Formosa

Member
The dell will come out to a lot cheaper with promotional prices and especially Black Fridays/Cyber Monday coming up. They tend to go on sale very often if you look on those slick deals websites. At the end you will save a lot more money (At least $500-$1000) for the same spec as the MPB. On top of that, If you work for a company that gets corp discount from dell, you can even call dell to give u a better deal than what the promotional/sale price is offered on the web. Dell will beat that price.

I do like the rMBP more tho. But like I said above the price difference between the two is A LOT.
 

diffusionx

Member
I would go with the Mac. If you need more space just get a cheap external drive.

The integrated graphics are Iris Pro which are very good for non-gaming applications.
 

Pagusas

Elden Member
It does but with my experience using the early 2013 non retina pro the performance in CS6 was a bit spotty. It should be different now since Creative Cloud officially supports more cards.

ah yes, it does. Before that you could force PR and AE to recognised your GPU by just adding it to a simple text file list in the program. Worked great and gave you full cuda support for unsupported nvidia cards.

I would go with the Mac. If you need more space just get a cheap external drive.

The integrated graphics are Iris Pro which are very good for non-gaming applications.

for editing they aren't.
 

thiscoldblack

Unconfirmed Member
I would go with the Macbook Pro. But that's my preference.

If you're willing to spend a little more for the top model (15-inch: 2.3GHz), then definitely go for it. You will not be disappointed. Otherwise, get the Dell XPS 15, which seems like a great machine.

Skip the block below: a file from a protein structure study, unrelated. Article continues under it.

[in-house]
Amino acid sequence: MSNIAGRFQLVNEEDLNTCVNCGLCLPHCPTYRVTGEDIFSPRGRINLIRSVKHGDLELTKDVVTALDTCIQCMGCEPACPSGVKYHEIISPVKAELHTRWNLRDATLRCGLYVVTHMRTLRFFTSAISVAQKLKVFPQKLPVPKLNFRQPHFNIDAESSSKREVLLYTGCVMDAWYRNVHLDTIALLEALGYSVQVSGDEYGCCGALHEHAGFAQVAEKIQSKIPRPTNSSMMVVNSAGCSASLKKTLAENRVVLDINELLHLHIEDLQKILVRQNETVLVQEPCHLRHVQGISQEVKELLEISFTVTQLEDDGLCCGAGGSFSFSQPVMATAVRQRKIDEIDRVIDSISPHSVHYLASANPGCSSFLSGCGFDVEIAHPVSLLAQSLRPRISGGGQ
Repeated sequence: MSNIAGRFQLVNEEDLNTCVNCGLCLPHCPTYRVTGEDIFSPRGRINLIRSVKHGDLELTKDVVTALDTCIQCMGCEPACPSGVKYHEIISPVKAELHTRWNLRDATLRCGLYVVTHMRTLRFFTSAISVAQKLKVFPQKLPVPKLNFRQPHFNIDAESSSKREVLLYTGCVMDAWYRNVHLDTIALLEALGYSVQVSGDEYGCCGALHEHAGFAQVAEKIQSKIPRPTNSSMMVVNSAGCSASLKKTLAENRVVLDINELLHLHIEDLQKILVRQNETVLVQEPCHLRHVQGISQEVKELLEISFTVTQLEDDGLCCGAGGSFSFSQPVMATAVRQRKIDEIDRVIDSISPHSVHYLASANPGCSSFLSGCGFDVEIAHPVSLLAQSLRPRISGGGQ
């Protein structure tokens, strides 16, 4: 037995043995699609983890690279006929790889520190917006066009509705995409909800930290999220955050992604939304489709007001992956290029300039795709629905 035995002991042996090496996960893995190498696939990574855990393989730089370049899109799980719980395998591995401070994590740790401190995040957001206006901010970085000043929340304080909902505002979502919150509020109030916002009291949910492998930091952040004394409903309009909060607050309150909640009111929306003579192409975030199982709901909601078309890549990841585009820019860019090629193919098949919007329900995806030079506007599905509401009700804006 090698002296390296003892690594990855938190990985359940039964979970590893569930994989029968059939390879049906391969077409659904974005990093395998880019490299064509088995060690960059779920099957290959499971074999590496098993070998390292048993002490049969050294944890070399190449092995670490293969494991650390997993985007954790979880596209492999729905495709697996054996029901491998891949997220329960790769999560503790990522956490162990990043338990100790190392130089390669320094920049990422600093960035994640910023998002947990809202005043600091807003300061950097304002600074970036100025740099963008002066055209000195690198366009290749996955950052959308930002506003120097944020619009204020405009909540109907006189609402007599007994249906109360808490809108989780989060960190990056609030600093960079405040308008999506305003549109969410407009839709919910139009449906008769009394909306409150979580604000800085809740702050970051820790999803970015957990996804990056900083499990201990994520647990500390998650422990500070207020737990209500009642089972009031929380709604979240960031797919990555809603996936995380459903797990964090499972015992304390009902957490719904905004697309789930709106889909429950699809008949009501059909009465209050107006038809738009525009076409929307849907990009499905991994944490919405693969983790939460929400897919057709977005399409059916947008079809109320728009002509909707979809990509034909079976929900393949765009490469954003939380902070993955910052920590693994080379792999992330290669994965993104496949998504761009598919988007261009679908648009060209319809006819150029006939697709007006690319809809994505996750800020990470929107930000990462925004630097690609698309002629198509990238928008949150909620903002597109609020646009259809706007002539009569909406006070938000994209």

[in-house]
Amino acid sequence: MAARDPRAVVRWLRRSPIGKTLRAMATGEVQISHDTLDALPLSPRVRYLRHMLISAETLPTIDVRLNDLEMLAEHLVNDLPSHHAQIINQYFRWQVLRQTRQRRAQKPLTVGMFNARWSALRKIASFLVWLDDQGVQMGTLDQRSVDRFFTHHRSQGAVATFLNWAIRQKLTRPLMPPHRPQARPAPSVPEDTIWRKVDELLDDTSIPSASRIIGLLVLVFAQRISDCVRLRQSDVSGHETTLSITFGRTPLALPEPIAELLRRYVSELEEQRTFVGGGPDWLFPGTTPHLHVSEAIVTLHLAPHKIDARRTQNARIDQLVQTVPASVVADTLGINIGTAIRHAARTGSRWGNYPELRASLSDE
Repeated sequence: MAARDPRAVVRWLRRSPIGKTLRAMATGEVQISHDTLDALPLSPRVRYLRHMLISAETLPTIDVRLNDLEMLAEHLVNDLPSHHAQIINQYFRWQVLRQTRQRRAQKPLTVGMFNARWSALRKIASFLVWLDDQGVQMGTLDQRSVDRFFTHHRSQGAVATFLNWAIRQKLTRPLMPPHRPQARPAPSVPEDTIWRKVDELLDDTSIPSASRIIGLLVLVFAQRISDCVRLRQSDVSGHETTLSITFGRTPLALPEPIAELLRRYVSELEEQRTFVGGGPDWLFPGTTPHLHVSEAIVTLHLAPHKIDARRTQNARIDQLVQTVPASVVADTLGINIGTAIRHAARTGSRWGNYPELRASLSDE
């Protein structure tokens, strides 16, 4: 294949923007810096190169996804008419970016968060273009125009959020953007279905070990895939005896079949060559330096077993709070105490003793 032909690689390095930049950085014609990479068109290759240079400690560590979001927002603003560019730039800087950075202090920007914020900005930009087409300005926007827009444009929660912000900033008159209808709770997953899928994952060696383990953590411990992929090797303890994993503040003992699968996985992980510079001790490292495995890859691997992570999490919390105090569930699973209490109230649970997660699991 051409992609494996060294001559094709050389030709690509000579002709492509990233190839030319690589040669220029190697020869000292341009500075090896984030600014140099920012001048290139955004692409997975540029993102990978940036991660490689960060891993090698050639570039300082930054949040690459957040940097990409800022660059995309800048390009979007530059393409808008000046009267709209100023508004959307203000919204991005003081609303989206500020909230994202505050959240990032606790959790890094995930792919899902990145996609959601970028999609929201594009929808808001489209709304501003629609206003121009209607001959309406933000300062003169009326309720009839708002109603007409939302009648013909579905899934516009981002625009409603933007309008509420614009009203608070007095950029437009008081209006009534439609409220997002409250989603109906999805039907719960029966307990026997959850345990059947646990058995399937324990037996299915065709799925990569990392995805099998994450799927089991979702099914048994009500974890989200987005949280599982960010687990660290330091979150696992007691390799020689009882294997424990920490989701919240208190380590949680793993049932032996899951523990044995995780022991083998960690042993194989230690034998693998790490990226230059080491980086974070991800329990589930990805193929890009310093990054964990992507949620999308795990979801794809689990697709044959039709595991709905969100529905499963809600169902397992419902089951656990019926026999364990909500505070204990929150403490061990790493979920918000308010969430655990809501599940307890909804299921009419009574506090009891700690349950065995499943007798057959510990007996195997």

One thing to remember, though: Macs have great re-sell value. Even years down the road. I sold both a MacBook 2007 and a Mac Mini 2010 two years after owning them and luckily, even made profit on them on eBay (got more than I initially paid for brand new).
 
Oh so Thunderbolt is like a club? Like the Masons?

What are you talking about? You're downplaying the importance of the thunderbolt technology because you have no particular use for it. Some of us do have use for that amount of bandwidth and appreciate the expandability it affords us in the future.
 
Both looks well spec'd. If money is really tight, then go for the XPS but if not go for the MBP.

The better build quality, trackpad + KB and OS X is worth the premium, plus it will hold value for a long time should you want to sell it for something else in a few years. You can also install Windows on that machine as well.
 

mcfrank

Member
The Mac. Better build, way way way way better resale value in a few years, better OS, better support, and you can use Final Cut Pro/Motion. Final Cut X is such a nice high speed video editor for short projects (I probably would still use FCP 7 if I was cutting a feature length project). If you have not tried it yet because of the initial backlash, you really should.